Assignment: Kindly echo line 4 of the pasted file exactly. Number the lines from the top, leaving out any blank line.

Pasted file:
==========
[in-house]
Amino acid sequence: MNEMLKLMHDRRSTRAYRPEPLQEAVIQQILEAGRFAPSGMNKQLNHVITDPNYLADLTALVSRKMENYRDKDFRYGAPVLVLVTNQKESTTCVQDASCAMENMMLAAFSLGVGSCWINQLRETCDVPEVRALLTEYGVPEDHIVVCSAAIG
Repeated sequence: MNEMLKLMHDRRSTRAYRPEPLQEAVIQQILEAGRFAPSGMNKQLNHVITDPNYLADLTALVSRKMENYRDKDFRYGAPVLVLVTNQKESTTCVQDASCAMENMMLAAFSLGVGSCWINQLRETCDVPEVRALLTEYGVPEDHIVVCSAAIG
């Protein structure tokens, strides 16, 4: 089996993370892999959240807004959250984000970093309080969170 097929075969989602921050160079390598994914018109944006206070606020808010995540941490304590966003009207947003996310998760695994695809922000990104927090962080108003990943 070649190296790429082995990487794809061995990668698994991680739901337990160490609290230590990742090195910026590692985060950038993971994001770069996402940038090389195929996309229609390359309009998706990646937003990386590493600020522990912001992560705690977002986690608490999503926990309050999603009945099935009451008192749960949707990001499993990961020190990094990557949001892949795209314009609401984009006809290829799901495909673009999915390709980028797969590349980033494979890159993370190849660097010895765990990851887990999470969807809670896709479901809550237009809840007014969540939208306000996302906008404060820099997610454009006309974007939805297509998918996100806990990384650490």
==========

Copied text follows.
């Protein structure tokens, strides 16, 4: 089996993370892999959240807004959250984000970093309080969170 097929075969989602921050160079390598994914018109944006206070606020808010995540941490304590966003009207947003996310998760695994695809922000990104927090962080108003990943 070649190296790429082995990487794809061995990668698994991680739901337990160490609290230590990742090195910026590692985060950038993971994001770069996402940038090389195929996309229609390359309009998706990646937003990386590493600020522990912001992560705690977002986690608490999503926990309050999603009945099935009451008192749960949707990001499993990961020190990094990557949001892949795209314009609401984009006809290829799901495909673009999915390709980028797969590349980033494979890159993370190849660097010895765990990851887990999470969807809670896709479901809550237009809840007014969540939208306000996302906008404060820099997610454009006309974007939805297509998918996100806990990384650490």